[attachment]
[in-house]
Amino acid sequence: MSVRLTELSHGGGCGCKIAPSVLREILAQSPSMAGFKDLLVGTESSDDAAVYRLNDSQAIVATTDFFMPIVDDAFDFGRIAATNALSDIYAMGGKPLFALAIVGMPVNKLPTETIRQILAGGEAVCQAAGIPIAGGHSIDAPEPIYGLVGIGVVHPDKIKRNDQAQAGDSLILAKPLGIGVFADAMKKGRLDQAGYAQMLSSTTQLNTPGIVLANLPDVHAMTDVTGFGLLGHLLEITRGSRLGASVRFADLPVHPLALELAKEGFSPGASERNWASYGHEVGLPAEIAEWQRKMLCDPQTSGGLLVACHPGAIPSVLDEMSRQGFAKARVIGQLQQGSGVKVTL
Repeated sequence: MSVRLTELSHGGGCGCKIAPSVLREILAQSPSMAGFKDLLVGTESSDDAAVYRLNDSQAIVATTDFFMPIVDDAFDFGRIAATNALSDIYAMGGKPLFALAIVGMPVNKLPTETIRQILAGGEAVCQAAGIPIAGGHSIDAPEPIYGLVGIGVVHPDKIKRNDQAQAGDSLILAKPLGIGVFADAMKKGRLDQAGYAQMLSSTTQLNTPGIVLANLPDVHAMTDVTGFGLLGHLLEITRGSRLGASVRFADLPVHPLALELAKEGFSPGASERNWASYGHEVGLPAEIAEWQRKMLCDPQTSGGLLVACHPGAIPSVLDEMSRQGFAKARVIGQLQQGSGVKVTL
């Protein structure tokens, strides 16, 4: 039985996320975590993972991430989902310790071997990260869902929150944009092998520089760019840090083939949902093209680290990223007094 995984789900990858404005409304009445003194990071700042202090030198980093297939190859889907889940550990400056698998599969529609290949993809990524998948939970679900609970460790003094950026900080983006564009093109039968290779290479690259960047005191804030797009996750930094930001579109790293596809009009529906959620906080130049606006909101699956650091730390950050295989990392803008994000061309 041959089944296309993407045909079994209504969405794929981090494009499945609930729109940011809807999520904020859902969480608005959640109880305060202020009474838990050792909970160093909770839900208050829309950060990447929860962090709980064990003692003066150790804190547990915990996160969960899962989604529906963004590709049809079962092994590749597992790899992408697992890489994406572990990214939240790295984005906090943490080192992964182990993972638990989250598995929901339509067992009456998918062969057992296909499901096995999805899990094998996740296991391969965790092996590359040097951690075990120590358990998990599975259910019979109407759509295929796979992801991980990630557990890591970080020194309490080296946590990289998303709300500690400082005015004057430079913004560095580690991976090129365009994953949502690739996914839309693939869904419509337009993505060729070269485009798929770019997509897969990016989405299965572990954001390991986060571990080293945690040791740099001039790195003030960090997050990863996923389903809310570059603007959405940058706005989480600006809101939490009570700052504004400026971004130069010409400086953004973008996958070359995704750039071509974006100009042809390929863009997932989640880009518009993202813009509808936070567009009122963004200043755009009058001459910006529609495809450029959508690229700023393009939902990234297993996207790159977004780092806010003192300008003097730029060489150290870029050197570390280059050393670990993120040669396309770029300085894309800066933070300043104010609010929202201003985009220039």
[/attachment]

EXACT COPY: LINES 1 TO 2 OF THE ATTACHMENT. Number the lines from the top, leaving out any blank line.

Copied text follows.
[in-house]
Amino acid sequence: MSVRLTELSHGGGCGCKIAPSVLREILAQSPSMAGFKDLLVGTESSDDAAVYRLNDSQAIVATTDFFMPIVDDAFDFGRIAATNALSDIYAMGGKPLFALAIVGMPVNKLPTETIRQILAGGEAVCQAAGIPIAGGHSIDAPEPIYGLVGIGVVHPDKIKRNDQAQAGDSLILAKPLGIGVFADAMKKGRLDQAGYAQMLSSTTQLNTPGIVLANLPDVHAMTDVTGFGLLGHLLEITRGSRLGASVRFADLPVHPLALELAKEGFSPGASERNWASYGHEVGLPAEIAEWQRKMLCDPQTSGGLLVACHPGAIPSVLDEMSRQGFAKARVIGQLQQGSGVKVTL